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What the President’s Tax Rate Increases Mean: Fewer Jobs, Less Retirement Security

December 10, 2012

Today, as President Obama heads to Detroit to renew his call for $1.6 trillion in higher taxes, including higher tax rates, Main Street job creators are sharing first hand what the impact of the President’s proposal means to them and the men and women working alongside them – their employees.  In some cases, the President’s tax hikes will force businesses to adjust hiring plans and hold back on capital expenditures.  In other cases, higher taxes means delaying raises and curtailing contributions to employer-sponsored health and retirement plans.  Across industries and across the country these entrepreneurs share a similar message – tax hikes hit more than those who pay the tax bill – they hurt those who work for Main Street, too.

“Business owners are already burdened with plenty of tax increases.  Increases will only hurt the businesses, which employ many of the same people [President] Obama believes he is helping.  Hurt the businesses, and you are hurting the people they employ.”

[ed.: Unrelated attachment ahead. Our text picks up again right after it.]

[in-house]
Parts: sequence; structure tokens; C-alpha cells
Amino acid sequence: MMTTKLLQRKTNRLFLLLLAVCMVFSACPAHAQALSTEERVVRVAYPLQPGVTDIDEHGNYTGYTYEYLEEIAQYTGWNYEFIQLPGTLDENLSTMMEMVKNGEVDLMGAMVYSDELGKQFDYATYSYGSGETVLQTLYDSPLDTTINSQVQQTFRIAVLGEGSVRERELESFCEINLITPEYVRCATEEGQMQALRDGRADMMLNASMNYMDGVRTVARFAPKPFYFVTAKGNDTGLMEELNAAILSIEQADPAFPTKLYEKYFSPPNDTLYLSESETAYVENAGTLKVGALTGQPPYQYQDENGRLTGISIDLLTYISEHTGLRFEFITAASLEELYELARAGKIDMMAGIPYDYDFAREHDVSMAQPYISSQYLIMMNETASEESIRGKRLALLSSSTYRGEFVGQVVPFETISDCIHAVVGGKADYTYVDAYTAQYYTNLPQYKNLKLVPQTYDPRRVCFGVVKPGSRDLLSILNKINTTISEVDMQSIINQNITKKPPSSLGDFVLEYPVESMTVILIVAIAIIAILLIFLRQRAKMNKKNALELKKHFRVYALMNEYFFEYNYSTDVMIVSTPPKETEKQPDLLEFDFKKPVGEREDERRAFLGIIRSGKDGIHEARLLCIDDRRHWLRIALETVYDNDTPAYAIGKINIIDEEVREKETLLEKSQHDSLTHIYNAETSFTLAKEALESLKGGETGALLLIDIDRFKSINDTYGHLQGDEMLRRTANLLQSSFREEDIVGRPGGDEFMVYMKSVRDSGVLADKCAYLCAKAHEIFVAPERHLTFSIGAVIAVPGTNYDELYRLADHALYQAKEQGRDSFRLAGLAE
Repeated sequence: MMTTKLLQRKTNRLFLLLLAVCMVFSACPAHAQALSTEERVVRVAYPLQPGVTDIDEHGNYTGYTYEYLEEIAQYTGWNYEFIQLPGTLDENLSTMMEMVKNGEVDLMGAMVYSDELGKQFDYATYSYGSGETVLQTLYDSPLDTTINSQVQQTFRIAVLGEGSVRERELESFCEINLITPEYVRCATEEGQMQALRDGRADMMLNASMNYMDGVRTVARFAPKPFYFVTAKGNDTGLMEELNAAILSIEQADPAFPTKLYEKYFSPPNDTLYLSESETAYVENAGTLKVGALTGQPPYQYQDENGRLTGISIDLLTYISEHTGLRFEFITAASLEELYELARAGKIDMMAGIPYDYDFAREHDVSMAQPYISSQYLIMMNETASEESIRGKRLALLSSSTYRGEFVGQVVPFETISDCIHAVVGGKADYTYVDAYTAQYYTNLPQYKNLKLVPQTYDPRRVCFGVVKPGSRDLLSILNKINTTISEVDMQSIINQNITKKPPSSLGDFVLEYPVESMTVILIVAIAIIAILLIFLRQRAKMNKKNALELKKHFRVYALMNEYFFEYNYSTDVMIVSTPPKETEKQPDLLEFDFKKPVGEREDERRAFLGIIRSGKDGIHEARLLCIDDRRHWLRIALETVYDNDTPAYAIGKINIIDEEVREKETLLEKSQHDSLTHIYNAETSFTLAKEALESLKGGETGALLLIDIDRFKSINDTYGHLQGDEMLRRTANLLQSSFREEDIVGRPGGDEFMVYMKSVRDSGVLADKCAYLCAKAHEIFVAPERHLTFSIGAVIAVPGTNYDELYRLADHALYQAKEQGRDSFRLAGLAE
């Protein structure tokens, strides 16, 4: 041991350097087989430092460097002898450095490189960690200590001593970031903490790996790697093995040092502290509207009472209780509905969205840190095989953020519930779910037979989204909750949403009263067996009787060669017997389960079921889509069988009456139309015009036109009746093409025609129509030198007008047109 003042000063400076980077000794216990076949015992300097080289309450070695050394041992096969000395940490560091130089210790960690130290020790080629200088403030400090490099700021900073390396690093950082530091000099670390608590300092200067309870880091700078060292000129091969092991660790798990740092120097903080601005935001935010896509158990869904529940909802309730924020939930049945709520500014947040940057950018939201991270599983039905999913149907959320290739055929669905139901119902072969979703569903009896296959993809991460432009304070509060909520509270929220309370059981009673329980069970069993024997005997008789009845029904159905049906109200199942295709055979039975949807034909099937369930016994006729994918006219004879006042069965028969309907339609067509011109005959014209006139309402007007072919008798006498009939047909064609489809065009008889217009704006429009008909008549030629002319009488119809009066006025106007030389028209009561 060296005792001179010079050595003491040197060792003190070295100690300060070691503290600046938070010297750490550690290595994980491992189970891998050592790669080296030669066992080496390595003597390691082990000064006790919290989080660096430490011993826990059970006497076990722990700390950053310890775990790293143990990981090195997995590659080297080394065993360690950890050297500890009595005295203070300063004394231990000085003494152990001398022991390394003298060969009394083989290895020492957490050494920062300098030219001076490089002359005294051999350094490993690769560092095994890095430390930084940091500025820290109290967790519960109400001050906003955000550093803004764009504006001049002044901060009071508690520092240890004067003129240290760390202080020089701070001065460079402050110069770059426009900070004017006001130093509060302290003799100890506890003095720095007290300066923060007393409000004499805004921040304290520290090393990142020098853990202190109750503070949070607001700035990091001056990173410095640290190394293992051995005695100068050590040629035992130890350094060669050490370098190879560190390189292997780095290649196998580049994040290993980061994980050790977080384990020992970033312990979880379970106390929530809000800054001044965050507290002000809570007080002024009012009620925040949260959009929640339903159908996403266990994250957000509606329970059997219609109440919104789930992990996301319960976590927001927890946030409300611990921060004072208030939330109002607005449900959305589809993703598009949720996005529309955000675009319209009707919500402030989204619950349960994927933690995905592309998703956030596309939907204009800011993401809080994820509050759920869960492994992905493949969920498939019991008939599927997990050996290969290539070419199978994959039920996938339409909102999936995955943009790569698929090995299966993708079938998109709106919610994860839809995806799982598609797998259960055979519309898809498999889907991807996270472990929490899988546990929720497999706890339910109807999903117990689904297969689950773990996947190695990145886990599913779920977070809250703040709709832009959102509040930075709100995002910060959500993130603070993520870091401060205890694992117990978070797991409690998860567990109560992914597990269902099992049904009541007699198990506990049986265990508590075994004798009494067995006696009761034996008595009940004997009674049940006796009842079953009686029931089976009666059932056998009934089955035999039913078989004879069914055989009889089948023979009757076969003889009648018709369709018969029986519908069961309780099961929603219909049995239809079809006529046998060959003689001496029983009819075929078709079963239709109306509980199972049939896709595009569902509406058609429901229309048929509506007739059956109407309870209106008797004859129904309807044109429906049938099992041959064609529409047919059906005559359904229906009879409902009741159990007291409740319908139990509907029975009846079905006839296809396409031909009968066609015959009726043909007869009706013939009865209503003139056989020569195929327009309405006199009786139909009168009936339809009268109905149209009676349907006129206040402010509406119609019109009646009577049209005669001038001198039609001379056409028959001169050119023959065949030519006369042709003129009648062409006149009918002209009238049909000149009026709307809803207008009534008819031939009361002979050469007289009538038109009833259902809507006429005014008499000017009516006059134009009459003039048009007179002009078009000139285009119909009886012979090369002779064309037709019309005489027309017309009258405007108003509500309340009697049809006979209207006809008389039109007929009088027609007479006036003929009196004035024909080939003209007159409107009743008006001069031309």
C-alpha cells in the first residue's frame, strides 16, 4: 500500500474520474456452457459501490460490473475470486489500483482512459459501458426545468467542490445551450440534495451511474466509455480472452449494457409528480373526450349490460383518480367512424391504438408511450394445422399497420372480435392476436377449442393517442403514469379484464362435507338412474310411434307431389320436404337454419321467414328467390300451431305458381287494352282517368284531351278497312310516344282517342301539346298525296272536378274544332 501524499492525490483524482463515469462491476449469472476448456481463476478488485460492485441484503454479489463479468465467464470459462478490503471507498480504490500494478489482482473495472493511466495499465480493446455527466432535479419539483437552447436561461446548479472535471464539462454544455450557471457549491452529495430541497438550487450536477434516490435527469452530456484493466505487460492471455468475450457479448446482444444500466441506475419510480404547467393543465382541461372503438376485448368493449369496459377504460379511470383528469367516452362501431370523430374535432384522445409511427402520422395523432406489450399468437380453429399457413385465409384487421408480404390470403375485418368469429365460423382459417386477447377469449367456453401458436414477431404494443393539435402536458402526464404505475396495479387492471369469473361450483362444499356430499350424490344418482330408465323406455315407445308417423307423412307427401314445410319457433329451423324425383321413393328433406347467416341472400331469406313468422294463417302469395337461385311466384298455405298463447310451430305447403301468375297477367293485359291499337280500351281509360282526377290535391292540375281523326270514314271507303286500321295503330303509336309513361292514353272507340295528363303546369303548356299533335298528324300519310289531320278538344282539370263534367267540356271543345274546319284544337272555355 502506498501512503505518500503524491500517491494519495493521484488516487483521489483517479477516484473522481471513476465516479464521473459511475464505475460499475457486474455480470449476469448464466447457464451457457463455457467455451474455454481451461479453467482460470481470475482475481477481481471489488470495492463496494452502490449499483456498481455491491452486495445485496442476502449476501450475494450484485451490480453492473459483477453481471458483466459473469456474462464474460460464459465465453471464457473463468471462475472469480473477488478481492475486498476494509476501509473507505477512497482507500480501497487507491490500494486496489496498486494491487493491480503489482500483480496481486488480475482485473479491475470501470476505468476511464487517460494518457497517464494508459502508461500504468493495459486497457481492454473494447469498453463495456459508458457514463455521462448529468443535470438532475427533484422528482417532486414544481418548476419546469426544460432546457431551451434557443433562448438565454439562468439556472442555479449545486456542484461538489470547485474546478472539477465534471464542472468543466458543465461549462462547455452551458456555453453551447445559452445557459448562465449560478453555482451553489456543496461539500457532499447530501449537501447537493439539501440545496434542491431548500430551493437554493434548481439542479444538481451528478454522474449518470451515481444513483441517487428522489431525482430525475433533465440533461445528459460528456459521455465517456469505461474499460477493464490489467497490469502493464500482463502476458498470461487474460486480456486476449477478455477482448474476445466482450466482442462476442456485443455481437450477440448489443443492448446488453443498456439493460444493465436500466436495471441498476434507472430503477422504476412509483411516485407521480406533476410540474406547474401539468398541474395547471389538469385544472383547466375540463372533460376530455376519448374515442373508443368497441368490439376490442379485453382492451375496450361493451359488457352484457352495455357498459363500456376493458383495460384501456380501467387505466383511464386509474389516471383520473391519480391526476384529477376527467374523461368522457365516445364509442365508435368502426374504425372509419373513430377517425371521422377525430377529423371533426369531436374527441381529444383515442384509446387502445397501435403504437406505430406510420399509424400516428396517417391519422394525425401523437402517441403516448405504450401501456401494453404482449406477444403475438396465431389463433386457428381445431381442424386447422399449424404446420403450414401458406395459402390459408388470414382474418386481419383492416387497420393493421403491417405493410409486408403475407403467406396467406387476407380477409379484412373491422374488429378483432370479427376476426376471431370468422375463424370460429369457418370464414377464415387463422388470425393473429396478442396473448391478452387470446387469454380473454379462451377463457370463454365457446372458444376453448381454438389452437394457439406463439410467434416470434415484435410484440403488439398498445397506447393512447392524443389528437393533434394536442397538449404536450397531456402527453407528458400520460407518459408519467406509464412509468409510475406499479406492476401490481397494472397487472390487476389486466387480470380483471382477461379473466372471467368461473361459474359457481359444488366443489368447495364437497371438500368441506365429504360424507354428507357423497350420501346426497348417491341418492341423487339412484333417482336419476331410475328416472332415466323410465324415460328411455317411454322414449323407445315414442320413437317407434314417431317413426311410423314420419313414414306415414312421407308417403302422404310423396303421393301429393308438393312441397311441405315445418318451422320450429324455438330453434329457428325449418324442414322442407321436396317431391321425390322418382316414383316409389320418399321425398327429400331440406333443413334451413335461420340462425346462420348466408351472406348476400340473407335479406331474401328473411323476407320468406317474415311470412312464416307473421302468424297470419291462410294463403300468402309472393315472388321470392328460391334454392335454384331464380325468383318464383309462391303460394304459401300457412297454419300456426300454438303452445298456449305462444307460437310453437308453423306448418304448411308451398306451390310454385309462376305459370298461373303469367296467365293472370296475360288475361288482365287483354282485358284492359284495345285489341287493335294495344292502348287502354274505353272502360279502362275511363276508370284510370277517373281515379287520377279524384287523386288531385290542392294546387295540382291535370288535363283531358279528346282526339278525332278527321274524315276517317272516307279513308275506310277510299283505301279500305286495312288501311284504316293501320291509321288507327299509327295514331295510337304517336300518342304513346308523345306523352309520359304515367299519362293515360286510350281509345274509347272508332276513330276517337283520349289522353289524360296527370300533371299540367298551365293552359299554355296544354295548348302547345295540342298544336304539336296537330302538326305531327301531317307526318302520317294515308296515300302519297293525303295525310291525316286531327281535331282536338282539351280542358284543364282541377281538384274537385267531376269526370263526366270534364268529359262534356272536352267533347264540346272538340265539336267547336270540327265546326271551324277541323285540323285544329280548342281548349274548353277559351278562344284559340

(National Association of Wholesaler Distributors (NAWD) member)

“Any increase in taxes will clearly affect economic prosperity for myself, my family, my employees and their families, and my community.”
(Adam Soccorsi, Owner, AutoQual, IFA Member)

“[The] proposed increased tax rate will affect our businesses immensely.  Not only will we not hire any additional employees, we will have to reduce our workforce.  We have stopped the process of building an additional 42,000 square foot warehouse.  We have held off on our 401k contribution and HSA contribution until we see what happens in January.  This is very pivotal for our business on whether we continue to grow and add employees or stop all hiring and investments.”
(National Association of Wholesaler Distributors (NAWD) member)

 “While taxes are not paid at the company level for a S–Corp, money must be withdrawn for the owners to pay the income tax individually.  Higher personal taxes on S-Corp income leaves less money in the company to pay raises, new hires, health care benefits and to be able to fund capital purchases or expansion plans.”
(National Association of Wholesaler Distributors (NAWD) member)